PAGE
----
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Shogun Assassin 2 - Lightning Swords of Death

4.2 out of 5 stars 41 customer reviews

Additional DVD options Edition Discs
New from Used from
(Mar 13, 2007)
"Please retry"
Collector's Edition
$59.89 $15.43

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Editorial Reviews

Wandering the countryside with death never far behind, Ogami rescues a prostitute and offers to be punished in her place (which means being beaten to within an inch of his life). Impressed by his fortitude, a Chamberlain hires Ogami to assassinate a ruthless Governor, only to find out that the same Governor wants Ogami for a mission of his own.

When Ogami refuses the Governor's offer, he must face a series of assassins, including a dangerous gunslinger, a master swordsman and an army of soldiers. And to make matters worse, a former samurai keeps politely asking if they can have a duel!

To ensure that not a single drop of blood was omitted, this special collector's edition was created using a new digital transfer of the original Japanese film.

DVD Features:
Aspect Ratio: 2.35:1
Presented in Anamorphic Widescreen
Dubbed in English

Bonus Material Includes:
Original Theatrical Trailers
Image Gallery
Program Notes

Special Features

  • Image gallery
  • Program notes
  • Original trailers

Product Details

  • Actors: Kayo Matsuo, Tomisaburo Wakayama, Go Kato, Yuko Hama
  • Format: Multiple Formats, Collector's Edition, Color, Widescreen, NTSC
  • Language: English (Unknown)
  • Region: Region 1 (U.S. and Canada only. Read more about DVD formats.)
  • Aspect Ratio: 2.35:1
  • Number of discs: 1
  • Rated: Unrated
  • Studio: Animeigo
  • DVD Release Date: March 13, 2007
  • Run Time: 89 minutes
  • Average Customer Review: 4.2 out of 5 stars  See all reviews (41 customer reviews)
  • ASIN: B000LC3IQ0
  • Amazon Best Sellers Rank: #95,124 in Movies & TV (See Top 100 in Movies & TV)
  • Learn more about "Shogun Assassin 2 - Lightning Swords of Death" on IMDb

Customer Reviews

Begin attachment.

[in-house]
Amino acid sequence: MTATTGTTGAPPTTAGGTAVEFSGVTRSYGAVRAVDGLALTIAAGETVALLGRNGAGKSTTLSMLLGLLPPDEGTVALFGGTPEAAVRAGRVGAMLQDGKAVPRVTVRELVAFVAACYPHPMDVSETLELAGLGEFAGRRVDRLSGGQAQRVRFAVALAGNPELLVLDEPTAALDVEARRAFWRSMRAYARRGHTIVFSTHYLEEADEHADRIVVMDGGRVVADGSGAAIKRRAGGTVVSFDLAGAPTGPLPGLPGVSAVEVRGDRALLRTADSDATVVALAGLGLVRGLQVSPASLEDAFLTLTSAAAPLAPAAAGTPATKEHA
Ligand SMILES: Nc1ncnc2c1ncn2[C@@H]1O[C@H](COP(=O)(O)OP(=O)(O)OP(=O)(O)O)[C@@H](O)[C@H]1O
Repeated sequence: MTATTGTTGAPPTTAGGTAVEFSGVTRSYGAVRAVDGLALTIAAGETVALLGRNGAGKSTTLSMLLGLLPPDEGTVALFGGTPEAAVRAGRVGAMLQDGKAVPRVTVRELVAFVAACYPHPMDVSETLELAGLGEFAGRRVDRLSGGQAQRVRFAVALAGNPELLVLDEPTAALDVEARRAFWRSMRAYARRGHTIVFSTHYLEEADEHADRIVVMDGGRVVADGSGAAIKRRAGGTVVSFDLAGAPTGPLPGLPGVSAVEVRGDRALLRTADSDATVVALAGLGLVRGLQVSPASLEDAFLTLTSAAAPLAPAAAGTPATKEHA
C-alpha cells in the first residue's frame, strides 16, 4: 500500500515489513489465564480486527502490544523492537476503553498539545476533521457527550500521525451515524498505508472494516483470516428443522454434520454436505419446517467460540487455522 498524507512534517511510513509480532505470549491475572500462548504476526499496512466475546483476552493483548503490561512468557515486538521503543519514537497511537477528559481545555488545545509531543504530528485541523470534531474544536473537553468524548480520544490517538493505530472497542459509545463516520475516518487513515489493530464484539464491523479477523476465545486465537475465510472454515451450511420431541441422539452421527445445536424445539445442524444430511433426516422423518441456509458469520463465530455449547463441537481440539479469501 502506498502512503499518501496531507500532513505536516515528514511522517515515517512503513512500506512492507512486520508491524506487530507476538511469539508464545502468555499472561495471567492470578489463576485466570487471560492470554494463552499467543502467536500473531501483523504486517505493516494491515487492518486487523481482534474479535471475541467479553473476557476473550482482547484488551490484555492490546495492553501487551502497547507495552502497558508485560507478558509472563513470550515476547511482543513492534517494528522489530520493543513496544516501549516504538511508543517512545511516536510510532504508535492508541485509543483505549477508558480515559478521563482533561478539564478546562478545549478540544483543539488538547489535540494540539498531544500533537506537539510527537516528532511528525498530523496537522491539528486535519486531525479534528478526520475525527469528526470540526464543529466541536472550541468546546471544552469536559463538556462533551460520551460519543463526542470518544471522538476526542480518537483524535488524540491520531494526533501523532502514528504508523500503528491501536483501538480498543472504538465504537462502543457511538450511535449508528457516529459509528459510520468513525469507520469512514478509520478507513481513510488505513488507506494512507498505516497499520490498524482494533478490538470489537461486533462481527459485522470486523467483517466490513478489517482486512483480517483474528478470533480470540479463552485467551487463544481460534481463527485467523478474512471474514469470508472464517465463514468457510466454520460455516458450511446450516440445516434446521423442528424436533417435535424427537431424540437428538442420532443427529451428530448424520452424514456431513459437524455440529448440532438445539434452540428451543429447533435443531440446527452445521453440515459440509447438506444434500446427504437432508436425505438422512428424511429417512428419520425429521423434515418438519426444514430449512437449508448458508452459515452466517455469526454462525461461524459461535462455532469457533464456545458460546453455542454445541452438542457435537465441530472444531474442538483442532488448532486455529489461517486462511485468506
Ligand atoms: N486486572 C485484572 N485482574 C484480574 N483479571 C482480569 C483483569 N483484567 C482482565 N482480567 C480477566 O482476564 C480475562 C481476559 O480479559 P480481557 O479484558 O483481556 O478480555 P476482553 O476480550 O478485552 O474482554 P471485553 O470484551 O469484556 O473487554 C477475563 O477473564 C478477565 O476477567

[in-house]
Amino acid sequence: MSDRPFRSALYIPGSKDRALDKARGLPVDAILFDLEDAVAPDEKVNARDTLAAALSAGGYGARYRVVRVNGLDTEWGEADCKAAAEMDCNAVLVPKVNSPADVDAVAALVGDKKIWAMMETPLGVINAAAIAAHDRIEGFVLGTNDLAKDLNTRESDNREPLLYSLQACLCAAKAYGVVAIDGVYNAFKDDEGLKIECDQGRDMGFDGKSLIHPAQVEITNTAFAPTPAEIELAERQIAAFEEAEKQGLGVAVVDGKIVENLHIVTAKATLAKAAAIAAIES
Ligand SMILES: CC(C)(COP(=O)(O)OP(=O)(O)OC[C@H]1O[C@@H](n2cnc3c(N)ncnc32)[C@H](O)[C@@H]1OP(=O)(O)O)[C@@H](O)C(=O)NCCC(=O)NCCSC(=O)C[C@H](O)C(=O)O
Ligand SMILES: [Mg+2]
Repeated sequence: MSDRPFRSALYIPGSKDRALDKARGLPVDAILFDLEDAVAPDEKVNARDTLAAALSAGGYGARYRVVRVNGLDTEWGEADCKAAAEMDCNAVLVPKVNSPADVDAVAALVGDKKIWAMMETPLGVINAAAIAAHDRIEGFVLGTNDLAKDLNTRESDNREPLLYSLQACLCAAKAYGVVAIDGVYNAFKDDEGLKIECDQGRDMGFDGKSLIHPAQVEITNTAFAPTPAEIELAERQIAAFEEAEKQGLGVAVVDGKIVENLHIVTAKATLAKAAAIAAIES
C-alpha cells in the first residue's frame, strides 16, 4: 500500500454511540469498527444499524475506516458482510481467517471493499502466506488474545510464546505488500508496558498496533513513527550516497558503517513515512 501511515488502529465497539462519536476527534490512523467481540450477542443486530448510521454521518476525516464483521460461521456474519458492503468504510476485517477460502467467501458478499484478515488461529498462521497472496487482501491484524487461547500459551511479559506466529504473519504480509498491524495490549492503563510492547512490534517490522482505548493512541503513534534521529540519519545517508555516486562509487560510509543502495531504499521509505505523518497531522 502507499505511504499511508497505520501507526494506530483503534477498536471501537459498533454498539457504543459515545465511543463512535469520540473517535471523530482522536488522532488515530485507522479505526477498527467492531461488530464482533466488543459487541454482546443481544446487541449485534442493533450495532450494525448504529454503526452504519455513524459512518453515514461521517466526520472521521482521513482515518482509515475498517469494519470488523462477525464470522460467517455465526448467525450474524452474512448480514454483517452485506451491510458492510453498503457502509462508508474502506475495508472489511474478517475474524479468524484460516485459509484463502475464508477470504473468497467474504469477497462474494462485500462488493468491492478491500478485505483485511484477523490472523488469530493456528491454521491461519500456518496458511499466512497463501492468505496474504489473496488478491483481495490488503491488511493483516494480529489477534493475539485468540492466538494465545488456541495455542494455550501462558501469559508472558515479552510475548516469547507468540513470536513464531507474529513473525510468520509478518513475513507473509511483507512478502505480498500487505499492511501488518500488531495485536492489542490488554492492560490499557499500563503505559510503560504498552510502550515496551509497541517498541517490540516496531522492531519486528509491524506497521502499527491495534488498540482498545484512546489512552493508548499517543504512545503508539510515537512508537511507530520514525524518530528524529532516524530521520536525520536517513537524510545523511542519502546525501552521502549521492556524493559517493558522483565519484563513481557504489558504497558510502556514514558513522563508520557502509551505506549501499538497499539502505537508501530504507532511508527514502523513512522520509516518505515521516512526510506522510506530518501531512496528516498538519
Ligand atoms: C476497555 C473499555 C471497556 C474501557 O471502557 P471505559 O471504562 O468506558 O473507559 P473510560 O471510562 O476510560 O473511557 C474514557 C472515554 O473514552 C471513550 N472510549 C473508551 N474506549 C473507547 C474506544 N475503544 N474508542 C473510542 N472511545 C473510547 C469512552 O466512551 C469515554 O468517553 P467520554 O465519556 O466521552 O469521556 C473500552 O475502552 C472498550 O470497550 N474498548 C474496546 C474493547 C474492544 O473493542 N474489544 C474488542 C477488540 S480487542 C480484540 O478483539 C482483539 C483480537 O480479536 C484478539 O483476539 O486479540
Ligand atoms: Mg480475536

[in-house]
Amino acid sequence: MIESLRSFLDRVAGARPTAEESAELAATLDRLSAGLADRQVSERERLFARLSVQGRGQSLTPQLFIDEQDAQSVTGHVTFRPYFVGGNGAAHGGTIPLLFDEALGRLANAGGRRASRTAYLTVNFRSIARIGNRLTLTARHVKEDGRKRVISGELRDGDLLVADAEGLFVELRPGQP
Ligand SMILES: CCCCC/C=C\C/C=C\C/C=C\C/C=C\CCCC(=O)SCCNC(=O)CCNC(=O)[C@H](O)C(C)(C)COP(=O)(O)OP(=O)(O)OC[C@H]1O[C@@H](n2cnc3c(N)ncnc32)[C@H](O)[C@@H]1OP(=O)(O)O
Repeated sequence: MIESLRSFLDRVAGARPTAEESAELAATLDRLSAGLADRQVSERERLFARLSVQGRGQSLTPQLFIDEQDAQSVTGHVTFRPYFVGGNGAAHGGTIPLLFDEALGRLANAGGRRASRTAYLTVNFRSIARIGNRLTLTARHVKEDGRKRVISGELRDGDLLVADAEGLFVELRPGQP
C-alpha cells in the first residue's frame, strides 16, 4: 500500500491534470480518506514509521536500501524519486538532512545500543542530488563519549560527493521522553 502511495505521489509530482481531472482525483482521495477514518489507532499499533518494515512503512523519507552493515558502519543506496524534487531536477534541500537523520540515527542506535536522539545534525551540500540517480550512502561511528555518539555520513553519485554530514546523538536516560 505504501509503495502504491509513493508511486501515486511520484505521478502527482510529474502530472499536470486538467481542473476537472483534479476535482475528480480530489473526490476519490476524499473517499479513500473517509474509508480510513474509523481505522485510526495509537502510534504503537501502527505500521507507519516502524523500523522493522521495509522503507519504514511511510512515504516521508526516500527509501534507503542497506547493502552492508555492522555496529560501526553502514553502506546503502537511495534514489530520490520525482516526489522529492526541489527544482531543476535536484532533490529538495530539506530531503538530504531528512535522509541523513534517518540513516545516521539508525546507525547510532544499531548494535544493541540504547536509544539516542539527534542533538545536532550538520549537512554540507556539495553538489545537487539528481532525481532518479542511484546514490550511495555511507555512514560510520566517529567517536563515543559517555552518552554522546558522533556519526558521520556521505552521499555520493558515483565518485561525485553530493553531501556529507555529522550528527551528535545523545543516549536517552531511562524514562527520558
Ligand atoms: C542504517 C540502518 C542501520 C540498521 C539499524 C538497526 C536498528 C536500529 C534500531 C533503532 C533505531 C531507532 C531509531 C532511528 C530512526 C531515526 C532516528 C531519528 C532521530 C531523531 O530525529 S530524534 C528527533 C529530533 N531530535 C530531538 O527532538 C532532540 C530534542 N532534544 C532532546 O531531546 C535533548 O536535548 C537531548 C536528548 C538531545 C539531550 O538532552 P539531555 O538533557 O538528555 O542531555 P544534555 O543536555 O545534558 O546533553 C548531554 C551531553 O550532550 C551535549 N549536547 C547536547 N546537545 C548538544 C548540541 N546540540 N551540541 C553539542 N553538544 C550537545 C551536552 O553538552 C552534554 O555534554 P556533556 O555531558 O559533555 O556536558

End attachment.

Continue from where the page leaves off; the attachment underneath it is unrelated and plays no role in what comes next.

Top Customer Reviews

By Lawrance Bernabo HALL OF FAMEVINE VOICE on November 9, 2004
Format: DVD
I have to wonder what it is like for those who have not read the manga epic "Lone Wolf and Cub" by Kazuo Koike and Goseki Kojima when they watch these movie adaptations from the 1970s. Those of us who read all 142 episodes have the advantage of recognizing the various stories along the Assassin's Road that Koike works into each script. Consequently we are perfectly content to enjoy the episodic nature of these films, whereas the uninitiated might be bothered by the lack of a plot, especially if they have seen the first two films in the series and are expecting the Yagyu to be more of a presence.

"Kozure Ôkami: Shinikazeni mukau ubaguruma" ("Lone Wolf and Cub: Baby Cart to Hades") is the third of the six films starring Tomisaburo Wakayama as the assassin for hire and Akihiro Tomikawa as his cub. Father and son continue along the Assassin's Road and there are three episodes from the manga that constitute major sections of the film, along with brief moments culled from other stories (e.g., the river crossing from #53 "Drifting Shadows" and using Daigoro drowning in a river to set up a kill from #2 "A Father Knows His Child's Heart as Only a Child Can Know His Father's"). In fact, when you spot something that does not seem familiar from the manga, it will send you scurrying to your Dark Horse Comics collection to see if you have simply forgotten it.